This post is SPOILER-FREE.
L.A. Noire plays unlike any other game you’ve seen in a while. It has its traditional driving and shooting sections, but the heart of the game lies in the detective work—finding clues and interrogating suspects. The crime scene investigation sections are reminiscent of old point-and-click adventure games in which certain objects in the environment must be inspected in order to advance the plot. The interrogation sections bear some resemblance to dialogue trees used frequently in RPGs, but they require a more interesting and focused type of player interaction than simple “choose your response” conversations. Both of these key gameplay elements combine to create an intriguing connection between the player, the story, and how the player causes the story to unfold. This is a very vague statement, so I’ll now try to explore some of the details and explain why I find this type of connection so fascinating.
Let’s begin by considering the whole nature of the game. It is a detective game, so naturally it is dominated by exploring crime scenes, following leads, and trying to piece together what exactly happened and who is responsible. The story—of each individual crime and of the game as a whole—unfolds as more and more clues are discovered; as a result, the player’s perception of current events is constantly changing and evolving as new information comes to light. This type of story is very common, of course, especially within classic detective stories and the film noir genre. However, I’m convinced that an interactive version of a detective story, such as what L.A. Noire offers, introduces an interesting new element to the classic twists and turns of the murder mystery story.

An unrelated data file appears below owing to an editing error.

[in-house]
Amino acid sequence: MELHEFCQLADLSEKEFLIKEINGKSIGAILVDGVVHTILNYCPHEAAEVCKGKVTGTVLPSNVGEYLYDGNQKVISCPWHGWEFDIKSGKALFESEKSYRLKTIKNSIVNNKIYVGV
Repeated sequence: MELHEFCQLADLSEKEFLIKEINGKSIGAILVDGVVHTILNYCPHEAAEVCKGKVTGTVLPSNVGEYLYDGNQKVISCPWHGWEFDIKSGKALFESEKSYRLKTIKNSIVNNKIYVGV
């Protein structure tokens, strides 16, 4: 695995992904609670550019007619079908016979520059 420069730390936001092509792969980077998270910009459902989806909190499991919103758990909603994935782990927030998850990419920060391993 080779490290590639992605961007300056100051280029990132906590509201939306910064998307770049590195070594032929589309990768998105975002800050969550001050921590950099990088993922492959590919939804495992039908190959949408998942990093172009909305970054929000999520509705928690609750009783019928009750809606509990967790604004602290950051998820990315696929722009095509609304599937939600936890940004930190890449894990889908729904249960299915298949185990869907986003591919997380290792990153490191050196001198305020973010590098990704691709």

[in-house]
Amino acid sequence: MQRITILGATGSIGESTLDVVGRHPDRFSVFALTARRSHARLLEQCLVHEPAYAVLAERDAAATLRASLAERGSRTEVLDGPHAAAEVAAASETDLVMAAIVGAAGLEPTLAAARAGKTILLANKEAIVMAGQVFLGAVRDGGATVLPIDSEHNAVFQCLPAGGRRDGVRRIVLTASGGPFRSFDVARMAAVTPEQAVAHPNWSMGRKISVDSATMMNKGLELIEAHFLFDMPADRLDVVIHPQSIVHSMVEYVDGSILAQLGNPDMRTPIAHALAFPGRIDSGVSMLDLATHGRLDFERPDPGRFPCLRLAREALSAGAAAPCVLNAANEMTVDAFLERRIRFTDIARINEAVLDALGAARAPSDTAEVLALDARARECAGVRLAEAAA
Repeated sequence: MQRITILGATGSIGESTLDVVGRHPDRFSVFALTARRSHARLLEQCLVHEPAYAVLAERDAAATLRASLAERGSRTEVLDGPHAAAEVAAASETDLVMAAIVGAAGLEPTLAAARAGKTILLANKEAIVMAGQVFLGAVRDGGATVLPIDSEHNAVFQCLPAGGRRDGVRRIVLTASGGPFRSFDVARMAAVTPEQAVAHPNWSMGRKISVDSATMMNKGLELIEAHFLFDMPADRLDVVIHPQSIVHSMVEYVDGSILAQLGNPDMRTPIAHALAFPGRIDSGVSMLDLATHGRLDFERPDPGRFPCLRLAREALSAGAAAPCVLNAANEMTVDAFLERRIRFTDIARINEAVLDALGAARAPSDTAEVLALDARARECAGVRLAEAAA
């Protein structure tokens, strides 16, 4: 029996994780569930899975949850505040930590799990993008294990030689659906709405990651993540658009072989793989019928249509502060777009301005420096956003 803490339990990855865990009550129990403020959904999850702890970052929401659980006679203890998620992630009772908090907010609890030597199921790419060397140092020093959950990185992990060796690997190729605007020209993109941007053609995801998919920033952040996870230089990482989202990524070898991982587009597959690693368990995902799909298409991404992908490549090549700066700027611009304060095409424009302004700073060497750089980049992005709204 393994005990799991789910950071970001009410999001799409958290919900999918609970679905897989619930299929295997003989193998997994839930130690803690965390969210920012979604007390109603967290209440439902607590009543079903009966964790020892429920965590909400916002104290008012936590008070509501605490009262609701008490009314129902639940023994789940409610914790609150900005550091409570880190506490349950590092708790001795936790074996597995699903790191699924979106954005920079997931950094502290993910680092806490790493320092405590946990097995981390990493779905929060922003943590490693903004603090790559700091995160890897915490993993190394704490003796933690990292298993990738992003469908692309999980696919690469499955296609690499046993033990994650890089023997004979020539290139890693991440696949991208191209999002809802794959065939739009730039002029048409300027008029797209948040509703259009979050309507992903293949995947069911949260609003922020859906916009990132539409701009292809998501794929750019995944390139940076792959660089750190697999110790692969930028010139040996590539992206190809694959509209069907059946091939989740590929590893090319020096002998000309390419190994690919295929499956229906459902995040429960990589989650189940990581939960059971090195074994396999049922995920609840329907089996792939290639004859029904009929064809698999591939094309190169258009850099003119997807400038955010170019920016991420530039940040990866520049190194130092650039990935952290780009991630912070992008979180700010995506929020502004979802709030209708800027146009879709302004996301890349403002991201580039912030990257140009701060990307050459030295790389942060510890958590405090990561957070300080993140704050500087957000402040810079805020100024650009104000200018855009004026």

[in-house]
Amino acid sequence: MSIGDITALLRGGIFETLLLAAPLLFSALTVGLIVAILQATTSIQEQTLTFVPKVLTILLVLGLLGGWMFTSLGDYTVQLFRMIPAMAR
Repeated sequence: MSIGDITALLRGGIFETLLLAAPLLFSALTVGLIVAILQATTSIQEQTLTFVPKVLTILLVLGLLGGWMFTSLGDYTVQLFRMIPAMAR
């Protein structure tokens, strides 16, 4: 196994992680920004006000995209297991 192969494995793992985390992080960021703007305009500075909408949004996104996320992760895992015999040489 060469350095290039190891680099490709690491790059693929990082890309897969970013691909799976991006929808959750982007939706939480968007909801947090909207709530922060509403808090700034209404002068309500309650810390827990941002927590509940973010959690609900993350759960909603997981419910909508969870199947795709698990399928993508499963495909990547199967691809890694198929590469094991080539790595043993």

Consider this: as we’re reading a mystery novel or watching a detective film, we’re following the protagonist as he attempts to decipher the mystery. We’re mentally working through the implications of each new clue just as the protagonist is; our understanding of the story is changing as we get closer and closer to the truth. However, our interaction with the narrative is parallel to the narrative itself: our hunches and evolving understanding of the case can never change or interact with the story itself. We know that the detective will eventually put the pieces together and solve the crime. Whether or not we are able to decipher the clues and discover the truth, the protagonist is sure to do that for us if we just follow the story through to its conclusion. In the end, we can have no real impact on the narrative.
Placing a mystery story into an interactive medium changes this entirely. Suddenly our hunches and theories—our evolving understanding of the case—become incredibly important because it is our job, as the detective, to solve the case. If we cannot piece things together, then no one will; we cannot rely on the narrative to resolve itself. The player’s perception becomes an integral part of the narrative because the player has the responsibility of solving the crime.